Hereditary Hyaloideoretinopathies With Optically Empty Vitreous: Wagner and Stickler Syndromes
The hallmark of the group of conditions known as hereditary hyaloideoretinopathies is vitreous liquefaction (synchysis) that results in an optically empty cavity except for a thin layer of cortical vitreous behind the lens and threadlike, avascular membranes that run circumferentially and adhere to the retina. Fundus abnormalities include equatorial and perivascular (radial) lattice degeneration. The ERG response may be subnormal.
In Wagner disease, the optically empty vitreous is accompanied by myopia, strabismus, and cataract, but there are no associated systemic findings. It is not associated with retinal detachment and has an autosomal dominant inheritance pattern.
Stickler syndrome is the most common variety of hereditary hyaloideoretinopathy with associated systemic findings (Fig 17-10) and is transmitted as an autosomal dominant trait. Most patients have a mutation in the gene COL2A1, which encodes type II procollagen. Various mutations may produce Stickler syndrome phenotypes of differing severity. Additional ocular abnormalities include myopia, open-angle glaucoma, and cataract. Orofacial findings include midfacial flattening and the Pierre Robin malformation complex of cleft palate, micrognathia, and glossoptosis. These abnormalities may be dramatic at birth, requiring tracheostomy, or they may not be obvious at all. Generalized skeletal abnormalities include joint hyperextensibility and enlargement; arthritis, particularly of the knees; and mild spondyloepiphyseal dysplasia. Early recognition of this syndrome is very important because of the high incidence of retinal detachment. In one case series, retinal tears were associated with mutations in COL2A1 in 91% of cases and retinal detachments in 53%. The detachments may be difficult to repair because of multiple, posterior, or large breaks and a tendency toward proliferative vitreoretinopathy. Patients with this condition typically have cortical vitreous condensations that are firmly adherent to the retina. For this reason, prophylactic treatment of retinal breaks should be considered. (See the section Prophylactic Treatment of Retinal Breaks in Chapter 16.)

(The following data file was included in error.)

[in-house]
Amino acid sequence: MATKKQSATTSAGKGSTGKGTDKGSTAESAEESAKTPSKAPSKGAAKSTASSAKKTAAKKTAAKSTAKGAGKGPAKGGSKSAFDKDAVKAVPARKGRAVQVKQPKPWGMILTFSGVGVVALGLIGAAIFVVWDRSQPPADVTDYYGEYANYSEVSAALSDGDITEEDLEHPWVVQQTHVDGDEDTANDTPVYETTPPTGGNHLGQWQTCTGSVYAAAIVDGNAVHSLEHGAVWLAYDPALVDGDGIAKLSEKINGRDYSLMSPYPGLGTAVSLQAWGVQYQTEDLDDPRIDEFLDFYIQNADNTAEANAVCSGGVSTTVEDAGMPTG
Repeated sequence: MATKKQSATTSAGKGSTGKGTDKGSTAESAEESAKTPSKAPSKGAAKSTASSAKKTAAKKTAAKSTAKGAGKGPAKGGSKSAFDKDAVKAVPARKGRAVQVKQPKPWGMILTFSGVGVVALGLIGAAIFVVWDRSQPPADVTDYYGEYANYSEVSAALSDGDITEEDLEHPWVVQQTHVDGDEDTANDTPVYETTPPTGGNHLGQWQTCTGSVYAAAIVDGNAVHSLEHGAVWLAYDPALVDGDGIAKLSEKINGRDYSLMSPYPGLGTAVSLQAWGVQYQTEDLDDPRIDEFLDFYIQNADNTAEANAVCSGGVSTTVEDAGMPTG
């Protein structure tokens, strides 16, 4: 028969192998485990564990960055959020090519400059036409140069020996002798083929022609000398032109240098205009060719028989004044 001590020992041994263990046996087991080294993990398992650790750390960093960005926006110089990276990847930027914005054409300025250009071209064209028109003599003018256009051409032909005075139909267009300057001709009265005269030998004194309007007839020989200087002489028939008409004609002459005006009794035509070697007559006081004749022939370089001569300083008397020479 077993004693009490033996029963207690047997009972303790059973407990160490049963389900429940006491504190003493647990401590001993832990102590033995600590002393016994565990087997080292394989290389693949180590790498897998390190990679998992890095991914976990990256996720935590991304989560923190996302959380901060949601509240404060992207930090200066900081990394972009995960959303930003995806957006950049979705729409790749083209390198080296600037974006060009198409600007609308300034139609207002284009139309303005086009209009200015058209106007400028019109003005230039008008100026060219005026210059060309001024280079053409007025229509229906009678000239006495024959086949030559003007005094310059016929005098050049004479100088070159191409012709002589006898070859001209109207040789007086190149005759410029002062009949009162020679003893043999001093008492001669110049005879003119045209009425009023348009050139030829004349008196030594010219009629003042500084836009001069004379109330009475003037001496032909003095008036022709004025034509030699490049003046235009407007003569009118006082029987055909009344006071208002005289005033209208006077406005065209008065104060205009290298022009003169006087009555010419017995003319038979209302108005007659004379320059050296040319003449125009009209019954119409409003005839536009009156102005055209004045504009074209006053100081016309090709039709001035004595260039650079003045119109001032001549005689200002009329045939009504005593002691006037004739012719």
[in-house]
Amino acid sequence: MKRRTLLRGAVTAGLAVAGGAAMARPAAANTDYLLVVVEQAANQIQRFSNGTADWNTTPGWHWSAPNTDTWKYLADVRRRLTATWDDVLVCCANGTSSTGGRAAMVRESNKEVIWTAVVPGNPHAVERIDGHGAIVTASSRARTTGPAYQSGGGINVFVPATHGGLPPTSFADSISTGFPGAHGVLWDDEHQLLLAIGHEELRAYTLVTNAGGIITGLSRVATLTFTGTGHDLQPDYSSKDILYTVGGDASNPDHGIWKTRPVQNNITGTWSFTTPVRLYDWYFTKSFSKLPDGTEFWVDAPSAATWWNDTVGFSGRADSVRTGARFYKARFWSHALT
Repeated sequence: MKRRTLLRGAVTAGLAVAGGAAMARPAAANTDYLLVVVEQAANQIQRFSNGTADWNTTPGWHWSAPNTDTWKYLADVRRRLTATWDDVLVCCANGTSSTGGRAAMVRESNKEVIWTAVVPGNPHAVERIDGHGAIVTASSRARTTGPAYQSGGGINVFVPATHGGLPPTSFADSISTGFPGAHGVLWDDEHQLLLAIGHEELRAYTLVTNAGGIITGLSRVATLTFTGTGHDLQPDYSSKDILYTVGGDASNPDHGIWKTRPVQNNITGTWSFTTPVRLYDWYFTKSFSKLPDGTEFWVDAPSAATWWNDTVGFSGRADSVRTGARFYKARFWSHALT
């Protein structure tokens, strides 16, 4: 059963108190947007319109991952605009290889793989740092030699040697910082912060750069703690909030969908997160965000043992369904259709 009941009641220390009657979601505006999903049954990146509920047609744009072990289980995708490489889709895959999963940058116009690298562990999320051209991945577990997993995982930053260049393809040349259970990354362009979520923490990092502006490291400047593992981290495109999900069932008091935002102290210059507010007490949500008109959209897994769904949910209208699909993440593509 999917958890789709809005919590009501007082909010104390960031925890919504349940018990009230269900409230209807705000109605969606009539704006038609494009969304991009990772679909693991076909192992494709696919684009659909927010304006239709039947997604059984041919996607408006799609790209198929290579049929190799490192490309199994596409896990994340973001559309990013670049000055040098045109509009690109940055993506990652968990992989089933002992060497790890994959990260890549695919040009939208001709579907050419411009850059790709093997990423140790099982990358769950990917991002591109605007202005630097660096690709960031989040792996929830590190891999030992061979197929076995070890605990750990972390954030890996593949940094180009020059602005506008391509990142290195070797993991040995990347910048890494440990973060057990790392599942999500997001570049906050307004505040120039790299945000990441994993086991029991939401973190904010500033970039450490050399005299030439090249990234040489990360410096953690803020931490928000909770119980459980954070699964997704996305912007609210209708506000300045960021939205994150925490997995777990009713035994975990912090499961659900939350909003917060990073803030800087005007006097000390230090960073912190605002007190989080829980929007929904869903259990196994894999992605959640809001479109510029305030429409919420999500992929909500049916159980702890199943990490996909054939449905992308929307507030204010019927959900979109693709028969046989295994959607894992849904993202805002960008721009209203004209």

Figure 17-10 Color fundus photograph shows extensive lattice degeneration and pigmentary change in a patient with Stickler syndrome.
(Courtesy of William F. Mieler, MD.)
Other forms of hereditary hyaloideoretinopathy associated with systemic abnormalities include Weill-Marchesani syndrome and some varieties of dwarfism.
Maumenee IH. Vitreoretinal degeneration as a sign of generalized connective tissue diseases. Am J Ophthalmol. 1979;88(3 Pt 1):432–449.
Rose PS, Levy HP, Liberfarb RM, et al. Stickler syndrome: clinical characteristics and diagnostic criteria. Am J Med Genet A. 2005;138A(3):199–207.
Excerpted from BCSC 2020-2021 series: Section 10 - Glaucoma. For more information and to purchase the entire series, please visit https://www.aao.org/bcsc.